In-depth reviews

Volkswagen T-Cross review - Engines, performance and drive

Simple engine lineup works well; driving experience safe and easy rather than thrilling

Overall Auto Express Rating

3.5 out of 5

Engines, performance and drive Rating

3.7 out of 5

£22,750 to £31,560
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As with most new Volkswagen models, the T-Cross is a car that you can just get into and instantly feel comfortable with. All of the control weights are nicely matched to one another; the clutch engages smoothly when you press the pedal, the throttle response is consistent through the rev range, and the steering is light and precise. Throw in the compact dimensions, and the T-Cross causes little stress when driving around town.

Head out onto the open road, and the handling is safe rather than thrilling. There’s plenty of grip and the balance is neutral, but the steering offers little in the way of feedback. The higher centre of gravity is noticeable when compared to the Polo on which the T-Cross is based, but the driving position is much more like an SUV, so it gives you a good view out.

The ride is smoother than in a SEAT Arona, but the 18-inch wheels of R-Line models make the T-Cross fidget over low-speed bumps more than the smaller wheel sizes, although the VW does settle down the faster you go. The big wheels increase road noise, too, so while it’s not bad for the class, refinement on a motorway cruise is better with the 16- or 17-inch wheels certain models get. The brakes, meanwhile, feel strong and inspire plenty of confidence for emergency stops.

0-62mph acceleration and top speed

The T-Cross’s engine line-up is straightforward: there’s a 1.0-litre turbocharged petrol engine offered with two power outputs (94bhp and 108bhp), and a 1.5-litre petrol unit with 148bhp. The 1.6 TDI diesel with 94bhp that was offered at launch has since been withdrawn.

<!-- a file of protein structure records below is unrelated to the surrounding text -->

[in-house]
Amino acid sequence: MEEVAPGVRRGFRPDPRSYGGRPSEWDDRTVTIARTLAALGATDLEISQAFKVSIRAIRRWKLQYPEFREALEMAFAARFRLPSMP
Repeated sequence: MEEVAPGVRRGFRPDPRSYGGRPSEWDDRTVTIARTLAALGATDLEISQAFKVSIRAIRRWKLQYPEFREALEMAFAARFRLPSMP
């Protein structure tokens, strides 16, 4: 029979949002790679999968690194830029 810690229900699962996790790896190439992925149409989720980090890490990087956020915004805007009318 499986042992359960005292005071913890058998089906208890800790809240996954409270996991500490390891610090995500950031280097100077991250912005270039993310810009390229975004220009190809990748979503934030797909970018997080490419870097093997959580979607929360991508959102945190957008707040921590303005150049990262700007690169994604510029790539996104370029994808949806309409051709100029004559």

The 94bhp petrol and the old diesel models came with a five-speed manual gearbox, while the 108bhp petrol version has a six-speed manual; all have the option of a seven-speed dual-clutch automatic transmission, which is standard for the 148bhp variant.

The lesser petrol model is okay, particularly if you only intend to drive around town. It accelerates from 0-62mph in 11.6 seconds, and pulls smoothly from around 2,000rpm, even in fifth gear. It will struggle below that point, so steep uphill sections on a country road may need a downshift. Officially, top speed stands at 112mph.

For most people, we’d recommend the more powerful 108bhp unit. At 200Nm, its maximum torque is 25Nm higher than in the cheaper model, and is available across the same rev range. It’s a similar story when it comes to power: both variants hit peak power at 5,000rpm, but the 108bhp unit can maintain its figure for a further 500rpm. As a result, the ‘bigger’ engine feels stronger at any speed, as shown by its 10.8-second 0-62mph time and 117mph maximum. That acceleration time is the same whether you choose the manual or the automatic gearbox.

The 1.5-litre petrol is only available with SEL and R-Line trims, and unsurprisingly has the best performance figures of the lot. It takes 8.5 seconds for the 0-62mph sprint and the top speed is 124mph. The SEAT Arona and Skoda Kamiq both offer this engine, with the SEAT beating the VW to 62mph by 0.1 seconds and the Skoda taking 10.3 seconds in comparison. 

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Both the five- and six-speed manual ‘boxes shift smoothly and are paired with a light clutch pedal, which makes driving in heavy traffic easy. The DSG dual-clutch auto, on the other hand, isn’t the best in the business: it can be jerky when parking, and is often slow to kick down when accelerating out of a corner.

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